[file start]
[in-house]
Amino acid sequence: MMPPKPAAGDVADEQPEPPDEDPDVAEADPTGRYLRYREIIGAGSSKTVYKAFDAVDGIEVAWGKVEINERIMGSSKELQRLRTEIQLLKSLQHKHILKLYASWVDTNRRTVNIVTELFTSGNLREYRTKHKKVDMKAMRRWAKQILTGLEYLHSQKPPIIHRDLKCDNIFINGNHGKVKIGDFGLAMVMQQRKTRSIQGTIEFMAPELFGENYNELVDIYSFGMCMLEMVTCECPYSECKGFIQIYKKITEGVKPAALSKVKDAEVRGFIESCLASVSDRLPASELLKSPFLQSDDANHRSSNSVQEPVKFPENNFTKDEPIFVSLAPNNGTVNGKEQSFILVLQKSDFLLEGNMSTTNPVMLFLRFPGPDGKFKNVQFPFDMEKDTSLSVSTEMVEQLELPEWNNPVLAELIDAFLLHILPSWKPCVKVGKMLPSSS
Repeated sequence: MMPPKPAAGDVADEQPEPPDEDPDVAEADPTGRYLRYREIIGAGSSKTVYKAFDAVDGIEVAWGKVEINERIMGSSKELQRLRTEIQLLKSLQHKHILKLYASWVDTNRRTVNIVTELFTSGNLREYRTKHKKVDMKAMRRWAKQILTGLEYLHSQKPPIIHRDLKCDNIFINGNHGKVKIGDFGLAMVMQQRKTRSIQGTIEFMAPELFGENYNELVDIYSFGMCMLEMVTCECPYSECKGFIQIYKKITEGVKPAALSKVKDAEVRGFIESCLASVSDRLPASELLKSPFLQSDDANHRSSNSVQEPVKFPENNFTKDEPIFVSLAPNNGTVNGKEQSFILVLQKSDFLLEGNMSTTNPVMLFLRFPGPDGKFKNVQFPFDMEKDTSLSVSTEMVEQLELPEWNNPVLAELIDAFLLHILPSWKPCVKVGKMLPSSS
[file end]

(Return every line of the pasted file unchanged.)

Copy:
[in-house]
Amino acid sequence: MMPPKPAAGDVADEQPEPPDEDPDVAEADPTGRYLRYREIIGAGSSKTVYKAFDAVDGIEVAWGKVEINERIMGSSKELQRLRTEIQLLKSLQHKHILKLYASWVDTNRRTVNIVTELFTSGNLREYRTKHKKVDMKAMRRWAKQILTGLEYLHSQKPPIIHRDLKCDNIFINGNHGKVKIGDFGLAMVMQQRKTRSIQGTIEFMAPELFGENYNELVDIYSFGMCMLEMVTCECPYSECKGFIQIYKKITEGVKPAALSKVKDAEVRGFIESCLASVSDRLPASELLKSPFLQSDDANHRSSNSVQEPVKFPENNFTKDEPIFVSLAPNNGTVNGKEQSFILVLQKSDFLLEGNMSTTNPVMLFLRFPGPDGKFKNVQFPFDMEKDTSLSVSTEMVEQLELPEWNNPVLAELIDAFLLHILPSWKPCVKVGKMLPSSS
Repeated sequence: MMPPKPAAGDVADEQPEPPDEDPDVAEADPTGRYLRYREIIGAGSSKTVYKAFDAVDGIEVAWGKVEINERIMGSSKELQRLRTEIQLLKSLQHKHILKLYASWVDTNRRTVNIVTELFTSGNLREYRTKHKKVDMKAMRRWAKQILTGLEYLHSQKPPIIHRDLKCDNIFINGNHGKVKIGDFGLAMVMQQRKTRSIQGTIEFMAPELFGENYNELVDIYSFGMCMLEMVTCECPYSECKGFIQIYKKITEGVKPAALSKVKDAEVRGFIESCLASVSDRLPASELLKSPFLQSDDANHRSSNSVQEPVKFPENNFTKDEPIFVSLAPNNGTVNGKEQSFILVLQKSDFLLEGNMSTTNPVMLFLRFPGPDGKFKNVQFPFDMEKDTSLSVSTEMVEQLELPEWNNPVLAELIDAFLLHILPSWKPCVKVGKMLPSSS